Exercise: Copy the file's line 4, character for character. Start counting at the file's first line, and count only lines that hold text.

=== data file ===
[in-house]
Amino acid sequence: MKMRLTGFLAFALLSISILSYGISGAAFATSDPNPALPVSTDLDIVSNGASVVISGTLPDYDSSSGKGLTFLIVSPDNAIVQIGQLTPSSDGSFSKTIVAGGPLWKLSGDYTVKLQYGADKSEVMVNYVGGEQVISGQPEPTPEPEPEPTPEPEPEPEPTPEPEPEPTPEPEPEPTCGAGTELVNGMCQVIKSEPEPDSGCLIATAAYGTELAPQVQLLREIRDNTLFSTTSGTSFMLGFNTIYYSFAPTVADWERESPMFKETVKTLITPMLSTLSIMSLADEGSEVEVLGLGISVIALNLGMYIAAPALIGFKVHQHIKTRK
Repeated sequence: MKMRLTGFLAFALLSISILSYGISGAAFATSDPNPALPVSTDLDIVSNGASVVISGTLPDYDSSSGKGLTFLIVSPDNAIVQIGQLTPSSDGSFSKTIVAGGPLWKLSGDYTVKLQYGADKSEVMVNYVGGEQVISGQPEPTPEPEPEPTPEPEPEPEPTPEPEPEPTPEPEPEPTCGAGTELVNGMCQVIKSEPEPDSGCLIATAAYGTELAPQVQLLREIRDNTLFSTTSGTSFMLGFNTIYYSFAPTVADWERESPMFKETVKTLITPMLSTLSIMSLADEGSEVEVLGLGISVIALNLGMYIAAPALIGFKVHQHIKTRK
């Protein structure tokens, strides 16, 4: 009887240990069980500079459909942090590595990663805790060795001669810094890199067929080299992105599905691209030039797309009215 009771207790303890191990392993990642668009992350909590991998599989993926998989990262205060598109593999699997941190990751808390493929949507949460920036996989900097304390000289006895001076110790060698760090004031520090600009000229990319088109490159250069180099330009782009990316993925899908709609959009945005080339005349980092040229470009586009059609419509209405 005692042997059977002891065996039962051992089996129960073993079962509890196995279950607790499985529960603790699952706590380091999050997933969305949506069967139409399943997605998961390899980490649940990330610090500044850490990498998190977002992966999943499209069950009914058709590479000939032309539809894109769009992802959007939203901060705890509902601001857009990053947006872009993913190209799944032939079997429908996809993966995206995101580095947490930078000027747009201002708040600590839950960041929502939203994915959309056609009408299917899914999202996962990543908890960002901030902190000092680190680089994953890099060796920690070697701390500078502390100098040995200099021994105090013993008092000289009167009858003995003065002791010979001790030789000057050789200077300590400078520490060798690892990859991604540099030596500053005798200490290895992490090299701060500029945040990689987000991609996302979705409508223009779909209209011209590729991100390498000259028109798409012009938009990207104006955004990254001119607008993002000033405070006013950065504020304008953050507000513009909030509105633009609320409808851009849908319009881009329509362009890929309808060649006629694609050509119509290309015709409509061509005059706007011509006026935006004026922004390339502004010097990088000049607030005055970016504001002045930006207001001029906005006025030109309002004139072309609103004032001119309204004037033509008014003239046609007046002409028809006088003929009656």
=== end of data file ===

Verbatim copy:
């Protein structure tokens, strides 16, 4: 009887240990069980500079459909942090590595990663805790060795001669810094890199067929080299992105599905691209030039797309009215 009771207790303890191990392993990642668009992350909590991998599989993926998989990262205060598109593999699997941190990751808390493929949507949460920036996989900097304390000289006895001076110790060698760090004031520090600009000229990319088109490159250069180099330009782009990316993925899908709609959009945005080339005349980092040229470009586009059609419509209405 005692042997059977002891065996039962051992089996129960073993079962509890196995279950607790499985529960603790699952706590380091999050997933969305949506069967139409399943997605998961390899980490649940990330610090500044850490990498998190977002992966999943499209069950009914058709590479000939032309539809894109769009992802959007939203901060705890509902601001857009990053947006872009993913190209799944032939079997429908996809993966995206995101580095947490930078000027747009201002708040600590839950960041929502939203994915959309056609009408299917899914999202996962990543908890960002901030902190000092680190680089994953890099060796920690070697701390500078502390100098040995200099021994105090013993008092000289009167009858003995003065002791010979001790030789000057050789200077300590400078520490060798690892990859991604540099030596500053005798200490290895992490090299701060500029945040990689987000991609996302979705409508223009779909209209011209590729991100390498000259028109798409012009938009990207104006955004990254001119607008993002000033405070006013950065504020304008953050507000513009909030509105633009609320409808851009849908319009881009329509362009890929309808060649006629694609050509119509290309015709409509061509005059706007011509006026935006004026922004390339502004010097990088000049607030005055970016504001002045930006207001001029906005006025030109309002004139072309609103004032001119309204004037033509008014003239046609007046002409028809006088003929009656």